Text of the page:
Researchers describe novel antibody as potential active agent against Alzheimer's
Antibodies against Alzheimer’s disease: researchers from Martin Luther University of Halle-Wittenberg (MLU), the Fraunhofer Institute for Cell Therapy and Immunology IZI and Halle-based company Probiodrug AG have succeeded in developing antibodies as potential active agents against the disease. At the same time, they have been able to describe the structure of a harmful form of the peptide associated with Alzheimer’s in detail for the first time. The research units are presenting their findings in the globally renowned “Journal of Biological Chemistry”.
Alzheimer’s disease develops when certain harmful deposits are formed in the brain. “A specifically modified form of the amyloid beta peptide is especially dangerous here. Due to their structure, these peptides quickly clump together and become deposited in the brain,” says Professor Milton T Stubbs from the Institute for Biochemistry and Biotechnology at the MLU. He headed up the new study together with the Fraunhofer IZI’s Department of Drug Design and Target Validation in Halle (IZI MWT) and the company Probiodrug. The precursors to these deposits count among the most likely causes of the emergence of Alzheimer’s disease.
All around the world, countless companies and research institutes are working on treatment options to combat Alzheimer’s disease. Probiodrug recently hit the headlines when a low-molecular drug developed by the company delivered promising results in initial trials on Alzheimer’s patients. The active agent inhibits the emergence of the modified peptide and its subsequent deposits in the brain.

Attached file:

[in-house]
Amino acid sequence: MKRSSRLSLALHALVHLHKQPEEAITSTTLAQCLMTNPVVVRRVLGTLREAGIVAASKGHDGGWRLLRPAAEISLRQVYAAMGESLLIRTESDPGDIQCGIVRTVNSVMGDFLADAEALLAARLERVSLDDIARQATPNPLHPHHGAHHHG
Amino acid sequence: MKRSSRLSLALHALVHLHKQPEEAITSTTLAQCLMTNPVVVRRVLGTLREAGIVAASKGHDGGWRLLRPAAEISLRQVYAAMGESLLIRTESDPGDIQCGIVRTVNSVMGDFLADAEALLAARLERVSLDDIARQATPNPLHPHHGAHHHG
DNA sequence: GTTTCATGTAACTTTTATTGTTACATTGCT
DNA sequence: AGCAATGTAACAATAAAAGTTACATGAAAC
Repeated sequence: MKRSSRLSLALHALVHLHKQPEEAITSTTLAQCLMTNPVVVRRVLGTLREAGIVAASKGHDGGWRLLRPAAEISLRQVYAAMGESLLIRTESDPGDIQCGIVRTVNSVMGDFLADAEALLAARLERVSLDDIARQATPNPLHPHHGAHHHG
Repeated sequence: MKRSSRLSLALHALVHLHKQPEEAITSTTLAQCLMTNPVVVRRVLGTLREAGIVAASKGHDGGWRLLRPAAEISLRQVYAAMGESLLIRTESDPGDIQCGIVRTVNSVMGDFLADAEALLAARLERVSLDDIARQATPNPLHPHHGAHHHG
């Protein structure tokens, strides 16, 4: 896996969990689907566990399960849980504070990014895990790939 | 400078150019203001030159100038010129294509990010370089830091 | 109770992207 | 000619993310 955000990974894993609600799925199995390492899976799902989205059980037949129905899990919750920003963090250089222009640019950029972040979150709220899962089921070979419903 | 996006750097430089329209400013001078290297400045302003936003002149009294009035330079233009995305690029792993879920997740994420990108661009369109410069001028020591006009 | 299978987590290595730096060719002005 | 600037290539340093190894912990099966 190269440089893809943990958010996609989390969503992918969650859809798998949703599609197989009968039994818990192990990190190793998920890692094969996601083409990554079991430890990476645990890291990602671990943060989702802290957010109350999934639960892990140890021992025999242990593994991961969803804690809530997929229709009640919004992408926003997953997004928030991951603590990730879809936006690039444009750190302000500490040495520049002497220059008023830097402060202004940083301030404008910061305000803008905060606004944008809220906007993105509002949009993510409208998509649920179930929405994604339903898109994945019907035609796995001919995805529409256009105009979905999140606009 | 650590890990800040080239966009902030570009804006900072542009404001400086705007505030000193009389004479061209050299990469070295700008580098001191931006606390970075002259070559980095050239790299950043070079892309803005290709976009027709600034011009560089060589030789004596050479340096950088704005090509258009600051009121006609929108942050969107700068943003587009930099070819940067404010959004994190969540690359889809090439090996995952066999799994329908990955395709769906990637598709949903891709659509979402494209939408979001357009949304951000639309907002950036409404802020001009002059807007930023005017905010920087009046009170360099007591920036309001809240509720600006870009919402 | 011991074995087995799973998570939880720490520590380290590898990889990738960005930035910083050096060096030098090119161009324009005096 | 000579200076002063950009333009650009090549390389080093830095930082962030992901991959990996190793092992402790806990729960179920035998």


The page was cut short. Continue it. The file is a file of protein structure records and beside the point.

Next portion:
The work carried out by the Halle-based research groups together with Probiodrug complements this approach: “Our new antibody-based drug is to take effect once the dangerous peptides have already been formed in the body. It acts like a vacuum cleaner, removing the substances from the system,” says Dr Inge Lues, Chief Development Officer at Probiodrug and co-author of the publication. The antibodies could be injected into patients similar to a vaccination.
In order for the respective antibodies to continue being developed here, detailed knowledge is required on how the harmful peptide can be recognized by the antibody. “If we are familiar with the structure of the peptide, we can develop the antibodies in such a way that they only attack this one specific substance,” says Stubbs. His unit analyzed the structure of the antibody and looked at how it recognizes the Alzheimer’s peptide.
Based on these results, new antibodies were able to be specifically developed and researched further. “Our investigations showed that the new active agent is well suited to specifically recognize the harmful peptide structures, which is expected to result in fewer side effects,” says Professor Hans-Ulrich Demuth, Director of the Fraunhofer IZI MWT in Halle. Probiodrug AG is responsible for the preclinical and clinical development of this antibody.
Furthermore, the study showed that the modification within the peptide makes for a structure which – simply put – resembles the shape of a boxing glove. This distinctive structure might explain why these Alzheimer’s-specific peptide compounds clump together so quickly.
Anke Piechotta, Christoph Parthier, Martin Kleinschmidt, Kathrin Gnoth, Thierry Pillot, Inge Lues, Hans-Ulrich Demuth, Stephan Schilling, Jens-Ulrich Rahfeld, and Milton T. Stubbs. J. Biol. Chem. 2017 292: 12713-12724. doi: 10.1074/jbc.M117.777839
Prof. Dr. Hans-Ulrich Demuth
Head of Department of Drug Design and Target Validation, Halle (Saale), Germany
Telefon +49 345 13142805